Long-term monitoring will also begin. Fire specialists will visit the burn site for many years following a prescribed fire to assess whether the long-term objectives of the burn have been met. Long-term objectives may include: habitat creation for wildlife, plant species restoration, and community protection.
Prescribed fire safety
The safety of the public, our crews, park infrastructure and neighbouring lands is always Parks Canada’s top priority. Parks Canada plans prescribed fires very carefully by taking into consideration the appropriate weather and fuel (vegetation) conditions to ensure the safety of the public.
All Parks Canada employees will have the necessary training and equipment to protect themselves and those around them in their work duties. In addition, fire specialists use existing landscape features, constructed fire guards, water delivery (sprinklers and helicopters) and ground crews to assist with containing the fire to pre-determined boundaries. Parks Canada also ensures that appropriate levels of personnel, aircraft and equipment are on site to ensure the safety of the operation.
Prescribed fire operations are only conducted under specific conditions, to ensure the least impact possible for communities and visitors. Ignition will only occur on days with good atmospheric venting conditions to disperse smoke.
While our goal is to ensure the best possible smoke dispersal, unpredicted weather changes can increase and redirect smoke from these fires.
Benefits of prescribed fires
Fire is a natural process and a crucial part of a healthy ecosystem. Through safe and effective fire management, Parks Canada is improving the ecological health for our forests and grasslands, while reducing the danger of wildfire to the public infrastructure and neighbouring lands.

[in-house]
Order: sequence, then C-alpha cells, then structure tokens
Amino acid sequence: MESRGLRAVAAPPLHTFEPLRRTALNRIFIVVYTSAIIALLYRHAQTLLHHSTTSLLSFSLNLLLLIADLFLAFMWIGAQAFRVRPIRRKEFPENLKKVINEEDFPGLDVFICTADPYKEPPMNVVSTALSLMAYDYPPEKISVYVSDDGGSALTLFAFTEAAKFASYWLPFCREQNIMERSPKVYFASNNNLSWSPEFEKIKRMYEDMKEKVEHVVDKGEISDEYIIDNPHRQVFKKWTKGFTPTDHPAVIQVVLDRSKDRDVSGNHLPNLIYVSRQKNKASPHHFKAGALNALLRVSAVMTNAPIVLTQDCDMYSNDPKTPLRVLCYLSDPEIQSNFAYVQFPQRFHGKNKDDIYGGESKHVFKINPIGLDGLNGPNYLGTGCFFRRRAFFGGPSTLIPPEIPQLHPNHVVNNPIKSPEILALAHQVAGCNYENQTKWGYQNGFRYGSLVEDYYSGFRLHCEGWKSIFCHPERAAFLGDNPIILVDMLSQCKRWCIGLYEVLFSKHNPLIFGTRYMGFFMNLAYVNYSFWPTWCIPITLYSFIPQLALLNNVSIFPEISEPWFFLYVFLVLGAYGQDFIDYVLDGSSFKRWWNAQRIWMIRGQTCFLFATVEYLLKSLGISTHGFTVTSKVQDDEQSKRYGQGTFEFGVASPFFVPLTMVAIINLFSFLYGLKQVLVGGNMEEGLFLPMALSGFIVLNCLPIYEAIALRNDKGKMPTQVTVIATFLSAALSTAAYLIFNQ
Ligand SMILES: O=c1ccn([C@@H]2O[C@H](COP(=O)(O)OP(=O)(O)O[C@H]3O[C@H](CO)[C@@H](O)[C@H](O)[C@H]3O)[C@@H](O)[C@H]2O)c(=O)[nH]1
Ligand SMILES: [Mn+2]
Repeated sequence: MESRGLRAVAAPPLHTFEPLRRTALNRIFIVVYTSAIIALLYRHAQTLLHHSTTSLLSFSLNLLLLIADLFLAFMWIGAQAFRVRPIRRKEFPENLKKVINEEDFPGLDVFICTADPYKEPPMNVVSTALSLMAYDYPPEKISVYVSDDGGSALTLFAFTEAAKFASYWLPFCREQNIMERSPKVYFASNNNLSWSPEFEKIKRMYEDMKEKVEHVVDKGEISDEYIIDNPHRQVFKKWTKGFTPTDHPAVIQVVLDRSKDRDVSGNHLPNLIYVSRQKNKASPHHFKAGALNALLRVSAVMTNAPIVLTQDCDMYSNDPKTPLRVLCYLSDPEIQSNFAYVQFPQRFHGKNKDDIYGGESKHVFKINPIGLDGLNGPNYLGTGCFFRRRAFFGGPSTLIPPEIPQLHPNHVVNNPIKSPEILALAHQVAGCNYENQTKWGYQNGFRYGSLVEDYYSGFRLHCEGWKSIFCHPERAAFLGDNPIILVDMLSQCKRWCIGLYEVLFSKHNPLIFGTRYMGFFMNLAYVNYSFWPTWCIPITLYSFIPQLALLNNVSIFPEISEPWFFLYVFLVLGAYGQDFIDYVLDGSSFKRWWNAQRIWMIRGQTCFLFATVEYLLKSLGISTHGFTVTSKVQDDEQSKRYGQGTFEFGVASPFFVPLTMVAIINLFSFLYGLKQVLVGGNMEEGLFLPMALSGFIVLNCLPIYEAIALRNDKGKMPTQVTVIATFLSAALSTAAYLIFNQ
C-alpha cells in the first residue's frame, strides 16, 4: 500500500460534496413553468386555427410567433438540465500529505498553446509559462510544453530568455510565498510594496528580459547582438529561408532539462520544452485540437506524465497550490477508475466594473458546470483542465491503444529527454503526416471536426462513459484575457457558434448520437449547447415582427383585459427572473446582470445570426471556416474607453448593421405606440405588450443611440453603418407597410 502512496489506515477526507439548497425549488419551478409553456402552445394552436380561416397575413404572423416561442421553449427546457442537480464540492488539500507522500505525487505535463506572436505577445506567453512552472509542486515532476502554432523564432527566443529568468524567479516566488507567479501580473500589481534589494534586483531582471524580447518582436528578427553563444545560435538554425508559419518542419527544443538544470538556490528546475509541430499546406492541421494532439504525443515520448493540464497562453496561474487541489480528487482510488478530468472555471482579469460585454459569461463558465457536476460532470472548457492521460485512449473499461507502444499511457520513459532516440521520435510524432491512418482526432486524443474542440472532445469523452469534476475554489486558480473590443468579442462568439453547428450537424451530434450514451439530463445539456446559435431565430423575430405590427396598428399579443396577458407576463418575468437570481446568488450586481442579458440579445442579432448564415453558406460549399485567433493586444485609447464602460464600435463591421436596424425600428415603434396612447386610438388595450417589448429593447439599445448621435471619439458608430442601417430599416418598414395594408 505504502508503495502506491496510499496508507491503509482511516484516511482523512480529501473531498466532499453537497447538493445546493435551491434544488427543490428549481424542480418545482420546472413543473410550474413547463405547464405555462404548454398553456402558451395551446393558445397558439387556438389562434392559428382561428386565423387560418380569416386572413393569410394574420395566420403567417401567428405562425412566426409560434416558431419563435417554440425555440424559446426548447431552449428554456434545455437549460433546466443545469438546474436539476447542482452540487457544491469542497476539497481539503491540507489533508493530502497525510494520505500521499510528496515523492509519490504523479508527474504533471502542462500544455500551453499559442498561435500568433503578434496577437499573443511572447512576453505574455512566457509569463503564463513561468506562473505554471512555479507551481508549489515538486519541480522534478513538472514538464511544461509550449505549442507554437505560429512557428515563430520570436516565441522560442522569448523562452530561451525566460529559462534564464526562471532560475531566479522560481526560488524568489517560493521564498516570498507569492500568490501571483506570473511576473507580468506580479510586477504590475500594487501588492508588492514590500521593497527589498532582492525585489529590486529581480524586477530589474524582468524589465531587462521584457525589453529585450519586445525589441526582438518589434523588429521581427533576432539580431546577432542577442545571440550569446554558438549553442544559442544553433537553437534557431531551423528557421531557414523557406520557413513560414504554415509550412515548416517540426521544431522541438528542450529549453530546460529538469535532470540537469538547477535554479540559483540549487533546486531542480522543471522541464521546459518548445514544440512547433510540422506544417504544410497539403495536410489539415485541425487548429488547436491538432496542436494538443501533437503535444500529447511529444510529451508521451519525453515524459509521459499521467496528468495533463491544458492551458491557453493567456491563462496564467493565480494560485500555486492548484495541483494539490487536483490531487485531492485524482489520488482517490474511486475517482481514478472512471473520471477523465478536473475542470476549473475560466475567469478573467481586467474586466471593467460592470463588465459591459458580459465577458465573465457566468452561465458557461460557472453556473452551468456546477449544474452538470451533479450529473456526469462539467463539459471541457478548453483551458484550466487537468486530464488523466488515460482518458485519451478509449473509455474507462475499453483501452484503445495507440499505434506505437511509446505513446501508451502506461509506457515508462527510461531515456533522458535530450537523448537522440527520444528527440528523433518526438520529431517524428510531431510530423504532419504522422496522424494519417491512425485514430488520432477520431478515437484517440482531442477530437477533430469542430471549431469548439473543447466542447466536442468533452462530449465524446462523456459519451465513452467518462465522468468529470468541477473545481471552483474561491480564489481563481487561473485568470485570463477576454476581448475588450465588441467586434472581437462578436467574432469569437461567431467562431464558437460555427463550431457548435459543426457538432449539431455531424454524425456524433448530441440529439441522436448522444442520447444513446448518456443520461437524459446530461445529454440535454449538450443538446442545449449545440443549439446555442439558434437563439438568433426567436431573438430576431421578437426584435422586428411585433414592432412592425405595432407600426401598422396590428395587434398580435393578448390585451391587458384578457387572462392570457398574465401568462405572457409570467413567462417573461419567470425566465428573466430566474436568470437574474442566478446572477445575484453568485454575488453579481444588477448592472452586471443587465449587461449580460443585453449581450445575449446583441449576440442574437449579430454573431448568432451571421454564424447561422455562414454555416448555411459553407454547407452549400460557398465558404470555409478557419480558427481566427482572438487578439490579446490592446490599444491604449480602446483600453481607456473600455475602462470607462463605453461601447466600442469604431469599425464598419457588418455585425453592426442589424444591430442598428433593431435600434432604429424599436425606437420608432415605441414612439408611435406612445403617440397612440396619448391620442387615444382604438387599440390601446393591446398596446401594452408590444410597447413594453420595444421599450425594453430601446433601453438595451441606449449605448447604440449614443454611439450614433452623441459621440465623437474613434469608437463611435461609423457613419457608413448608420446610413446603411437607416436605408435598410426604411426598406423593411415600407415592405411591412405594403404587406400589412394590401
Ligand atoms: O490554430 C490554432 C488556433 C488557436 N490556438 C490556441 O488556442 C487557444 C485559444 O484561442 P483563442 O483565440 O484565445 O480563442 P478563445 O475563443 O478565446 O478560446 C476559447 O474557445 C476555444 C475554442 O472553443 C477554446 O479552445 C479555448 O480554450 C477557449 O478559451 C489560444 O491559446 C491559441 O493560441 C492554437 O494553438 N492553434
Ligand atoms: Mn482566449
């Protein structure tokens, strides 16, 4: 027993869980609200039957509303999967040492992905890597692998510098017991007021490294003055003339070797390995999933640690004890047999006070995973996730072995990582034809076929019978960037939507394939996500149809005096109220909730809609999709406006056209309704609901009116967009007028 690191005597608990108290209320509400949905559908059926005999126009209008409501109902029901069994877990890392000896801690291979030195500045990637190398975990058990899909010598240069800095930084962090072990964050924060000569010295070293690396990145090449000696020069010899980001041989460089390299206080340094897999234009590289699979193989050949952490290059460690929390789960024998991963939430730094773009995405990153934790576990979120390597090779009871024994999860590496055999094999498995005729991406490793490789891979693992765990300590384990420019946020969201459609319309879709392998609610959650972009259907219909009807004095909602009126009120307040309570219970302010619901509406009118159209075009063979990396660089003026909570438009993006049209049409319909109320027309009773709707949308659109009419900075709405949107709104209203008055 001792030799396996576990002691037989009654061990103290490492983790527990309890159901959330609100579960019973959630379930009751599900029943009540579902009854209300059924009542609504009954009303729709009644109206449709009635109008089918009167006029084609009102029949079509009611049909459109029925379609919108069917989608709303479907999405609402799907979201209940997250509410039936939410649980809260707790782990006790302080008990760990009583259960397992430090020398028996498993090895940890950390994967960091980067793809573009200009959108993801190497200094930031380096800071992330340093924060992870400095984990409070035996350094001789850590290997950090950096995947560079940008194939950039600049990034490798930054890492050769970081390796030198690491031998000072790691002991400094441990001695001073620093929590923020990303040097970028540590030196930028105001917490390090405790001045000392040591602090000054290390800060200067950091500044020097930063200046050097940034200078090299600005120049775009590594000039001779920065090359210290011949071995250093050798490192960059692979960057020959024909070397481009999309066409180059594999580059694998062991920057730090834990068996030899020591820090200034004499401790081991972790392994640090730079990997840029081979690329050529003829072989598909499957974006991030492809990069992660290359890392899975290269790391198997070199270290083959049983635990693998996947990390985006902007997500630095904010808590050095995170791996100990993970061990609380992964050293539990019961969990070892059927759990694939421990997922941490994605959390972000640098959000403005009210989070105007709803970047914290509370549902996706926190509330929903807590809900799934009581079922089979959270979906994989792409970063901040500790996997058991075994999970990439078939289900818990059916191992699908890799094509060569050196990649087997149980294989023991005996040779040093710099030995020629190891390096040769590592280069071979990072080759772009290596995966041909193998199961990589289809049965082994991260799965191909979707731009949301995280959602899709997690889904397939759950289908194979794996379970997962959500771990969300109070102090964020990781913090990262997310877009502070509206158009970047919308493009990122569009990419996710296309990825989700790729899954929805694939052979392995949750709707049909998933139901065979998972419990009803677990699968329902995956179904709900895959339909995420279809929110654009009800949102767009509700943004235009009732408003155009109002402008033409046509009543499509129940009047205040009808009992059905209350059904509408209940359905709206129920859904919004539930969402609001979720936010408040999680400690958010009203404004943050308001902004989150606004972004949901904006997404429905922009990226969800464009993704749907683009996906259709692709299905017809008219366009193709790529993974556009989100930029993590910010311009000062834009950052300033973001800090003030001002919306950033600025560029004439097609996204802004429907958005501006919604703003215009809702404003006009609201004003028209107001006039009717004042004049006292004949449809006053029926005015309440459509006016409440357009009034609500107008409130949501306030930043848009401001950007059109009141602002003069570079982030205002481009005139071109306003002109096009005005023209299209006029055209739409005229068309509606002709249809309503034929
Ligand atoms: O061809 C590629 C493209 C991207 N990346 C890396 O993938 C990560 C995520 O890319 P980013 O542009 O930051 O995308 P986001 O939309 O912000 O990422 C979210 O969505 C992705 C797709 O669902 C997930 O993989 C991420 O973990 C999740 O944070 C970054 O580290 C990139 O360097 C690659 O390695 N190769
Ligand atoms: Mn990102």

By using prescribed fire to reduce the amount of fuel that has accumulated on the forest floor over the years, Parks Canada is ensuring that future wildfire will be less intense. The construction of fire breaks slows the spread of fires and makes them easier to control or extinguish. Burns have many ecological benefits as they release nutrients and open up forests, allowing for a mosaic of ecosystems that support a diversity of plants and wildlife.
Fire suppression during the 20th century has caused a significant decline in ecosystem health and species diversity across the country. Parks Canada is committed to restoring fire to the landscape, benefiting both communities and ecosystems.
Parks Canada recognizes that the last few years have been hard for wildfires in many parts of the country with many communities, businesses, and people impacted. Our thoughts are with all those that have been affected by wildfires.
The prescribed fires planned are an important part of a long term strategy to improve the ability of Parks Canada sites and communities to prepare for, and respond, to the risks posed by wildfire.
The prescribed fire reduce wildfire risk and contribute to protecting people, communities and infrastructure while also strengthening the resilience of landscapes to the negative effects of climate change.